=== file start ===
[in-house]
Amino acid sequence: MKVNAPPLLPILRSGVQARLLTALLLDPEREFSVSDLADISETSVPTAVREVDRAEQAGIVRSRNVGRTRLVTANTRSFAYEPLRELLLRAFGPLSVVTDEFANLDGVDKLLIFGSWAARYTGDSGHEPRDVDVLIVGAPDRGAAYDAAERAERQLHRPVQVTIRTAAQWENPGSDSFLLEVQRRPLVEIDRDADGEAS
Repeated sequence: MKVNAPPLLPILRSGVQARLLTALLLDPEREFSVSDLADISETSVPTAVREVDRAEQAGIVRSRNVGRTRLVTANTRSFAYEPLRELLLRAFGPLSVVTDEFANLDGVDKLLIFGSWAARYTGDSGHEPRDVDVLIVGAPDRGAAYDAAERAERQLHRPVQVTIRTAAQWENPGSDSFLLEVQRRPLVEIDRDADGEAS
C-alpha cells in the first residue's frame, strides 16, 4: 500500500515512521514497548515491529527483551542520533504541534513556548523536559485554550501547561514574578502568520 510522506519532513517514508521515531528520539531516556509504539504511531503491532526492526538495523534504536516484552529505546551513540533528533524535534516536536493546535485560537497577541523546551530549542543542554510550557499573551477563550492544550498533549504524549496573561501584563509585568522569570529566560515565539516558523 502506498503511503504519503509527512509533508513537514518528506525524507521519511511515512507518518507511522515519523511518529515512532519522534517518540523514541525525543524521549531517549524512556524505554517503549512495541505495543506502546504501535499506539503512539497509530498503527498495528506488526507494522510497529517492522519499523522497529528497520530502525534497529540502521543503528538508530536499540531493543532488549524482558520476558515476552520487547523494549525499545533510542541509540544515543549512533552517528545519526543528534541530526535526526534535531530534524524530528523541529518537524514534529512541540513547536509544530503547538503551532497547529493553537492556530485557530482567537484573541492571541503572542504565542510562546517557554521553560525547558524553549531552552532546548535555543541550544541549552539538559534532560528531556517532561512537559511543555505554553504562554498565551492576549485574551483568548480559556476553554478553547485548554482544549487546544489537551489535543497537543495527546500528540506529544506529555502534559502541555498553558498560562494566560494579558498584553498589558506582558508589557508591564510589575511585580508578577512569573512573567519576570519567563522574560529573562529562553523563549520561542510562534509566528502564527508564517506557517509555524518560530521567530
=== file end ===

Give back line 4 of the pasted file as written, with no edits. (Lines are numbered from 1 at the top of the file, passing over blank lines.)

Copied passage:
C-alpha cells in the first residue's frame, strides 16, 4: 500500500515512521514497548515491529527483551542520533504541534513556548523536559485554550501547561514574578502568520 510522506519532513517514508521515531528520539531516556509504539504511531503491532526492526538495523534504536516484552529505546551513540533528533524535534516536536493546535485560537497577541523546551530549542543542554510550557499573551477563550492544550498533549504524549496573561501584563509585568522569570529566560515565539516558523 502506498503511503504519503509527512509533508513537514518528506525524507521519511511515512507518518507511522515519523511518529515512532519522534517518540523514541525525543524521549531517549524512556524505554517503549512495541505495543506502546504501535499506539503512539497509530498503527498495528506488526507494522510497529517492522519499523522497529528497520530502525534497529540502521543503528538508530536499540531493543532488549524482558520476558515476552520487547523494549525499545533510542541509540544515543549512533552517528545519526543528534541530526535526526534535531530534524524530528523541529518537524514534529512541540513547536509544530503547538503551532497547529493553537492556530485557530482567537484573541492571541503572542504565542510562546517557554521553560525547558524553549531552552532546548535555543541550544541549552539538559534532560528531556517532561512537559511543555505554553504562554498565551492576549485574551483568548480559556476553554478553547485548554482544549487546544489537551489535543497537543495527546500528540506529544506529555502534559502541555498553558498560562494566560494579558498584553498589558506582558508589557508591564510589575511585580508578577512569573512573567519576570519567563522574560529573562529562553523563549520561542510562534509566528502564527508564517506557517509555524518560530521567530